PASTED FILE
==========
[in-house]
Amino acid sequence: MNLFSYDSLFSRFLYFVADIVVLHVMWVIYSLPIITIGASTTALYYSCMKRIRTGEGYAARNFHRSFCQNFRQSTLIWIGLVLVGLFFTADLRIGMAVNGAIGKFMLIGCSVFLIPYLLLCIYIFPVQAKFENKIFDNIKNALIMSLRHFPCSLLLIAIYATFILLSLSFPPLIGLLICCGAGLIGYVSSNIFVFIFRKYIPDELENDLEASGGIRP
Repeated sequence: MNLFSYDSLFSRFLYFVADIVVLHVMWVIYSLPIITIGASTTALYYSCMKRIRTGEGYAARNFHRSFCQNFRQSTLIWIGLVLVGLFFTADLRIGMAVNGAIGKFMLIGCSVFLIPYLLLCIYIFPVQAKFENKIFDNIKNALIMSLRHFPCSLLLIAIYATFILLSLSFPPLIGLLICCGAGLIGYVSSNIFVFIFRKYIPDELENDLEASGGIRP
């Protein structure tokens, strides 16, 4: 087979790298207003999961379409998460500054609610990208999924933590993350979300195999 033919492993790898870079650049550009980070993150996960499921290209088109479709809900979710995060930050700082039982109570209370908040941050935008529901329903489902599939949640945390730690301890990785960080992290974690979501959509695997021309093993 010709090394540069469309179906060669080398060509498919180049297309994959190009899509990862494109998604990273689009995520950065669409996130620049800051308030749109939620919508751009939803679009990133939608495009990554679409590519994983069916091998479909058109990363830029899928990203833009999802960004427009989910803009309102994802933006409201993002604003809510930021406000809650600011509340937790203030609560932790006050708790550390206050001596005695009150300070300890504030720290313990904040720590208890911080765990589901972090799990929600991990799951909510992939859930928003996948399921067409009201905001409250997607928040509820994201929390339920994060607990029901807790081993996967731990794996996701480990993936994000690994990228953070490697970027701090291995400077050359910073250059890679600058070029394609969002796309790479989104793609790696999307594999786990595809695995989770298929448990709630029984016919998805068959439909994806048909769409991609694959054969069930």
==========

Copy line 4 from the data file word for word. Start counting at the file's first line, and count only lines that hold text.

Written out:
């Protein structure tokens, strides 16, 4: 087979790298207003999961379409998460500054609610990208999924933590993350979300195999 033919492993790898870079650049550009980070993150996960499921290209088109479709809900979710995060930050700082039982109570209370908040941050935008529901329903489902599939949640945390730690301890990785960080992290974690979501959509695997021309093993 010709090394540069469309179906060669080398060509498919180049297309994959190009899509990862494109998604990273689009995520950065669409996130620049800051308030749109939620919508751009939803679009990133939608495009990554679409590519994983069916091998479909058109990363830029899928990203833009999802960004427009989910803009309102994802933006409201993002604003809510930021406000809650600011509340937790203030609560932790006050708790550390206050001596005695009150300070300890504030720290313990904040720590208890911080765990589901972090799990929600991990799951909510992939859930928003996948399921067409009201905001409250997607928040509820994201929390339920994060607990029901807790081993996967731990794996996701480990993936994000690994990228953070490697970027701090291995400077050359910073250059890679600058070029394609969002796309790479989104793609790696999307594999786990595809695995989770298929448990709630029984016919998805068959439909994806048909769409991609694959054969069930």